REPORTER: "If there's two or three that are on for the other side, the betting side, then good luck - they'll be really happy."
MAJEED: "There's more than two or three. Believe me. It's already set up. That's already there. I'm very wary speaking about this simply because I don't know you guys.
"I've been dealing with these guys for seven years, okay? Who we deal with and how we deal with it is very, very important. This is the main thing. I'm only dealing with certain people. How we do it and what we do is very, very crucial."
REPORTER: "You're already dealing with another party on this matter? Give us some tips as well if you've got any. Happy to cut us in?"
MAJEED: "Yeah I'll give you tips."
REPORTER: "If there's anything we need to know in the forthcoming match let me know. Happy to pay."

Majeed said he was worried our men could be wearing tape recorders and he would check them out before going further.

Two days later at the Bombay Brasserie Indian restaurant in central London, Majeed told us we had begun to gain his trust. He had spent the day at the Oval where Pakistan bowled England out for 233 on the first day of the third Test.

After a trusted source vouched for our credentials, Majeed relaxed and laid his cards on the table. . .
MAJEED: "I do feel that I can speak to you about this, okay? Now, yes. . . there is very big money in it."
REPORTER: "There's still? I know there was, but they clamped down on match fixing I heard."
MAJEED: "They've toned down match fixing a lot, yeah. They've made it very, very difficult in many, many, ways.
"These guys won't deal with just anybody. The only reason they'll deal with me is because they know I'm professional, they know my background, they've known me for so many years, yeah.
"I've been doing it with them, the Pakistani team, for about 2½ years. And we've made masses and masses of money." Later that night Majeed boasted how it was the players who got HIM into match-fixing. He told us: "The players would never tell anybody else They were the ones who actually approached me about this. This is the beauty of it.
"I was friends with them for four, five years and then they said this happens. I said really?"

OVER: Majeed leaves with the cash that fixed Lord's Test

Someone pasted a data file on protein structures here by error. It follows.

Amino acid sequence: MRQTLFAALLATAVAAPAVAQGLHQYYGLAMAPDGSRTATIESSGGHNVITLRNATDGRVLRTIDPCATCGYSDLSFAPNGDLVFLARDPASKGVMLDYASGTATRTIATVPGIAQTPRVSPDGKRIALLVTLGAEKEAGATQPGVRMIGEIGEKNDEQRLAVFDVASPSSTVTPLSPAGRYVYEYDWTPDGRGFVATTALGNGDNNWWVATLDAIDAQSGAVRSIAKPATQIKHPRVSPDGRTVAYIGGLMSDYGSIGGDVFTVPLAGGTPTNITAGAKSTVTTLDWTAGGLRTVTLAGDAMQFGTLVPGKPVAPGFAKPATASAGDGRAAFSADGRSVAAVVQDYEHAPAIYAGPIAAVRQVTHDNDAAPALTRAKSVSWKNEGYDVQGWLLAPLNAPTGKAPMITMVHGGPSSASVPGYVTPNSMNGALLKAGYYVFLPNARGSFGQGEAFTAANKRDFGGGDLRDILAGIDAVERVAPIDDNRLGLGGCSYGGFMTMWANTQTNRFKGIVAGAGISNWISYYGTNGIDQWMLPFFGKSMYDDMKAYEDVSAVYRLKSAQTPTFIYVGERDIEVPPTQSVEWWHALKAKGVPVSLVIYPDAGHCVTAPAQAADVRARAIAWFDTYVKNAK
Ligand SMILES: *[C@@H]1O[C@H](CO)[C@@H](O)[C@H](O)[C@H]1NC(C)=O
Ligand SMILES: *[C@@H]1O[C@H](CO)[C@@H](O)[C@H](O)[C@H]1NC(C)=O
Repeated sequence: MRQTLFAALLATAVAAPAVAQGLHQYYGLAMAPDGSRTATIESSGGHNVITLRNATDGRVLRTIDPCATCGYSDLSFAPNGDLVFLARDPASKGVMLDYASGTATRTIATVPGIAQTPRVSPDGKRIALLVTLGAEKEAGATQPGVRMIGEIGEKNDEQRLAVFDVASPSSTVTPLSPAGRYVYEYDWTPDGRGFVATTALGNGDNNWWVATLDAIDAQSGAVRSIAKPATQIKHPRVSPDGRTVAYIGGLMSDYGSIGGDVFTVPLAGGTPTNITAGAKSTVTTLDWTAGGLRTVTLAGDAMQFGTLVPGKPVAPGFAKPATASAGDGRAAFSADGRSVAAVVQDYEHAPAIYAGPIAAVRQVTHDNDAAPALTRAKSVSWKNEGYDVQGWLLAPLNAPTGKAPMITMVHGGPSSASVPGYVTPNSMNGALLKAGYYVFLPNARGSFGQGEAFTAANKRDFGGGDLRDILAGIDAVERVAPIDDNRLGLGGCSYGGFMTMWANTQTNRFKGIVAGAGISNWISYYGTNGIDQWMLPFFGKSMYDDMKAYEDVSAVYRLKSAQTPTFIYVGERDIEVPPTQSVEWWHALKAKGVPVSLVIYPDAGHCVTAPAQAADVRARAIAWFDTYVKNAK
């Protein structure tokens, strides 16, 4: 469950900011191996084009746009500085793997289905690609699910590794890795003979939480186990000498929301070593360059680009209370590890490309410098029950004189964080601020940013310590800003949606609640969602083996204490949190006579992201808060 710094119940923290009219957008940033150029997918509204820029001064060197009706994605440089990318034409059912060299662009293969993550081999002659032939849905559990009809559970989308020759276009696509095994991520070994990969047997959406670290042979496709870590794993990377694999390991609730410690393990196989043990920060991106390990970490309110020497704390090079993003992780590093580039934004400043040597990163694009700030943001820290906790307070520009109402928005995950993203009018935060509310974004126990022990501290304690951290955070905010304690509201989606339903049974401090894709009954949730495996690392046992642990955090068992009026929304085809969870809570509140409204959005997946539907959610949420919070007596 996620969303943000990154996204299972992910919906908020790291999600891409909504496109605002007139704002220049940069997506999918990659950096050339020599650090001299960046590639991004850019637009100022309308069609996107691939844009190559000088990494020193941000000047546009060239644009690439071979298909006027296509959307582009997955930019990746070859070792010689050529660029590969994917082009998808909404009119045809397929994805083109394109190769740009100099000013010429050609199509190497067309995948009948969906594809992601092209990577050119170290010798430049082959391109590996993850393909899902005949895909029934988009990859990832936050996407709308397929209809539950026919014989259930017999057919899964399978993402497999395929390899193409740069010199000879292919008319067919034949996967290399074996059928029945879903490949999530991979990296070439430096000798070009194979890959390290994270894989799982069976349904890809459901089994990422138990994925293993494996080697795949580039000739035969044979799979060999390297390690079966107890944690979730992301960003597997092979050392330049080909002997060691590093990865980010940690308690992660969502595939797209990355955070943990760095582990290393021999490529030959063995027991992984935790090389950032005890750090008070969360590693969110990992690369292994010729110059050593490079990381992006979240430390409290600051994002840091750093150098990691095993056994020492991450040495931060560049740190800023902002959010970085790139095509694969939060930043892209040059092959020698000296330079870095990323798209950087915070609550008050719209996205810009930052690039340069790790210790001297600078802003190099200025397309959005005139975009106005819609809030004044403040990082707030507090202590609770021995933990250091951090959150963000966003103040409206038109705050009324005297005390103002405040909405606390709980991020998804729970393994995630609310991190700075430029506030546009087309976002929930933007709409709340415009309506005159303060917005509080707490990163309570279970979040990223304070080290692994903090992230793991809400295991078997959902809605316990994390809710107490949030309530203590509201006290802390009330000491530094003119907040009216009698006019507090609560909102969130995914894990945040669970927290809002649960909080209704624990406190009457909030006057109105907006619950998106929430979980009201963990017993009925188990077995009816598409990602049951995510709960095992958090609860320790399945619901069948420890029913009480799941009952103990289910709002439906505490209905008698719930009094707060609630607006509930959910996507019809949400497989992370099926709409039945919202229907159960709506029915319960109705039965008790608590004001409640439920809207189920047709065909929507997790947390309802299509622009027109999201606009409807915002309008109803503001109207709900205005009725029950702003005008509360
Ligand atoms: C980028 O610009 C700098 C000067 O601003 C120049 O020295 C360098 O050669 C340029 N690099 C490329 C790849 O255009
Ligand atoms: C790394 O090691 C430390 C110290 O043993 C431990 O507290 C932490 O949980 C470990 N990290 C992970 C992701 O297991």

Majeed then described how the betting scam operates. He reached into a carrier bag, pulled out a white Blackberry phone and flicked through a series of messages.

"I deal with an Indian party," he said. "They pay me for the information." Then Majeed explained how many cricket bets are placed on what he called "brackets" - events happening in a group of 10 overs.

If players score well in the first three overs punters would be likely to bet on that continuing for the next seven. But if the fixed players then deliberately STOP scoring or slow down, anybody in on it can "make a killing", said Majeed. The same happens with bowlers giving away runs or throwing no-balls.

Not only is Majeed's information invaluable to syndicates involved in spread betting - where wagers are staked on a range of possible outcomes - it is also golddust for shady bookies looking to manipulate the odds in their favour.

The following night - Thursday August 19 - Majeed demanded £10,000 then revealed to us there would be two no-balls in the following day's Oval play.

That fix was cancelled on the day. So was a promised maiden over by captain Salman Butt on the Saturday - final day of the Test England lost.

But just days later - with our extra £140,000 in his hands - he delivered the promised goods at Lord's.

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Post by jaffka » Sat Aug 28, 2010 10:51 pm

http://www.bbc.co.uk/news/uk-11122388
A man has been arrested in connection with an alleged cricket betting scam carried out during the current test between Pakistan and England at Lord's.

The News of the World claims it gave £150,000 to a middleman who promised to arrange for Pakistan to bowl "no balls" during a match.

A 35-year-old man is being held on suspicion of conspiracy to defraud bookmakers.

There has been no comment yet from the Pakistani cricket team.

The BBC's Andy Swiss said the allegations involved "very minor, very small details within the match that might seem ridiculously trivial to a lot of people".

But he added: "That sort of information is worth a huge amount of money in the betting world where you can put bets on the tiniest details within a cricket game".

And he suggested the allegations could affect the sport's reputation.

"Cricket prides itself on the integrity of its reputation for fair play.

"This is a difficult situation for cricket and there are going to be some uncomfortable questions for the Pakistan team when the match resumes," he said

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Post by thebish » Sat Aug 28, 2010 11:01 pm

and they acted all high and mighty and hurt over the ball tampering scandal a couple of years ago....

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Post by boltonboris » Sun Aug 29, 2010 12:12 pm

thebish wrote:and they acted all high and mighty and hurt over the ball tampering scandal a couple of years ago....